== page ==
- absence of conflict between transaction documents and the target’s charter document and other contracts, or applicable laws;
- absence of governmental filings or consents as to the target entering into and performing the transaction documents and completing the transaction;
- absence of litigation against the target and relating to the M&A transaction;
- authorized and issued and outstanding capital stock (higher relevance in a stock purchase context); and
- the effect of transfer of stock (in a stock purchase context). This last opinion often is the subject of confusion. If drafted properly, it should not state that the buyer has acquired good and marketable title to the stock (though a seller representation and warranty may in fact state that in the transaction documents), but rather it should reference the rights or status of the buyer with respect to the stock under applicable state law—typically the rights that the buyer obtains under the Uniform Commercial Code upon delivery and possession of properly endorsed stock certificates. [vii]
However, target counsel legal opinions typically do not cover matters that the target’s counsel cannot reasonably verify (e.g., issues impacted by the legal status or actions of the buyer) or purely factual matters or issues.[viii] The buyer may insist on a target counsel legal opinion in an effort to prevent the target from later taking a position inconsistent with the opinion letter or to restrain the opining lawyer from representing the target in any claim at odds with the opinion.[ix] However, while the opining lawyer may be unwilling or unable to represent the target in such circumstances, it seems unlikely that the target itself would be prevented from asserting a defense even if inconsistent with the legal opinion.[x]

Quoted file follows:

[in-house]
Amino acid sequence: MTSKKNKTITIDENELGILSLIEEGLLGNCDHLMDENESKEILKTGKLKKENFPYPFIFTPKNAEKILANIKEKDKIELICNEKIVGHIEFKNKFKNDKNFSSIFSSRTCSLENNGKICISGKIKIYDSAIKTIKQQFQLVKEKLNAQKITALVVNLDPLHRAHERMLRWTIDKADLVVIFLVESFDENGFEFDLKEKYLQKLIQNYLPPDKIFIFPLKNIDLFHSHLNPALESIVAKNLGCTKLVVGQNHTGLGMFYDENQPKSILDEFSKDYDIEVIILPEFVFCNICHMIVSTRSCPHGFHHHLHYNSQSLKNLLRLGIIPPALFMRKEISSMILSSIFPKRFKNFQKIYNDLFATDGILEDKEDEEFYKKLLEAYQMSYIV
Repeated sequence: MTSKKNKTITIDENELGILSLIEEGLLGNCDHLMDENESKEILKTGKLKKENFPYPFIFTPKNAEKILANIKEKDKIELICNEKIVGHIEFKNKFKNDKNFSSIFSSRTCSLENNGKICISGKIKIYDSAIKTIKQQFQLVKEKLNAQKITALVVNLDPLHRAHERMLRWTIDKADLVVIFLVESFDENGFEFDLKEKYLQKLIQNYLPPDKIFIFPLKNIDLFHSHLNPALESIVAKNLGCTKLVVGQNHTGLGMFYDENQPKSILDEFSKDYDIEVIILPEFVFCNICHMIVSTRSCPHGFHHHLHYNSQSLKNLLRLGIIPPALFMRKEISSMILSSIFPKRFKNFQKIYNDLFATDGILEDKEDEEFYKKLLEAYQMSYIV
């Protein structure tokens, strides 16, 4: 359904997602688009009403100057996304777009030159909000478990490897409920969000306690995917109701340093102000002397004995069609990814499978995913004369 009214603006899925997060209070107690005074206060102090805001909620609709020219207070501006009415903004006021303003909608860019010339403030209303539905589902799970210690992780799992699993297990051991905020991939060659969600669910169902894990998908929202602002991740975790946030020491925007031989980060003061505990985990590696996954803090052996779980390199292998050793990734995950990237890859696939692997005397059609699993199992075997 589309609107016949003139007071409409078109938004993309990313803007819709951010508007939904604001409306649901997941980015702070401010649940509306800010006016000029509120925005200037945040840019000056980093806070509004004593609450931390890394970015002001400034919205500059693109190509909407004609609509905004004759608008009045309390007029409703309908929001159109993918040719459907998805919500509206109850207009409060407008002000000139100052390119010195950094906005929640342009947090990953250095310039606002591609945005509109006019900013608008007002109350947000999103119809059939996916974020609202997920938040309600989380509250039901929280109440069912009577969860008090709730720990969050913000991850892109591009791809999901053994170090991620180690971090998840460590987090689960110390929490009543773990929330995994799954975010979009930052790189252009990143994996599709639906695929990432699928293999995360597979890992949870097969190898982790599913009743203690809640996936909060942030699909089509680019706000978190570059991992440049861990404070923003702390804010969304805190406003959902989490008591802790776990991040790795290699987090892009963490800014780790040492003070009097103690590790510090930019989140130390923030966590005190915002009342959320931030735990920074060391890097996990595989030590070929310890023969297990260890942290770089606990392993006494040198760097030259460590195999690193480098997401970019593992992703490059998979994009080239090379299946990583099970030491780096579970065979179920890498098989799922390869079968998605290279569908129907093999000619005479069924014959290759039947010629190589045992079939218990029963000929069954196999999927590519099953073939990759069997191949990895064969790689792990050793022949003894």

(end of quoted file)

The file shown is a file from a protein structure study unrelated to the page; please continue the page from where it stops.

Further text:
Some buyers believe that a target counsel opinion can serve as a backstop or insurance for its own diligence lapses or for the target's own representations and warranties as to the matters covered in the opinion. However, using a third party opinion as a backstop to due diligence may be of limited utility because opinion letters are typically much more narrow in scope than the corresponding target representations and warranties. Moreover, while lawyers can be held responsible for intentional misconduct, recklessness, or negligence, they usually cannot be held liable “merely for being wrong”—as opposed to a target's liability for breach of representation or warranty (which generally does not depend on state of mind or intent in M&A transaction documents): being "merely wrong" is enough in that context).[xi]
Trends in Target Company Legal Opinions
Every other year since 2005 the ABA has released its Private Target Mergers and Acquisitions Deal Point Studies (the “ABA studies”).[xii] The ABA studies examine purchase agreements of publicly available transactions involving private companies that occurred in the year prior to each study (and in the case of the 2017 study, including the first half of 2017). These transactions range in size but are generally considered as within the “middle market” for M&A transactions; the average transaction value within the 2017 study was $176.3 million.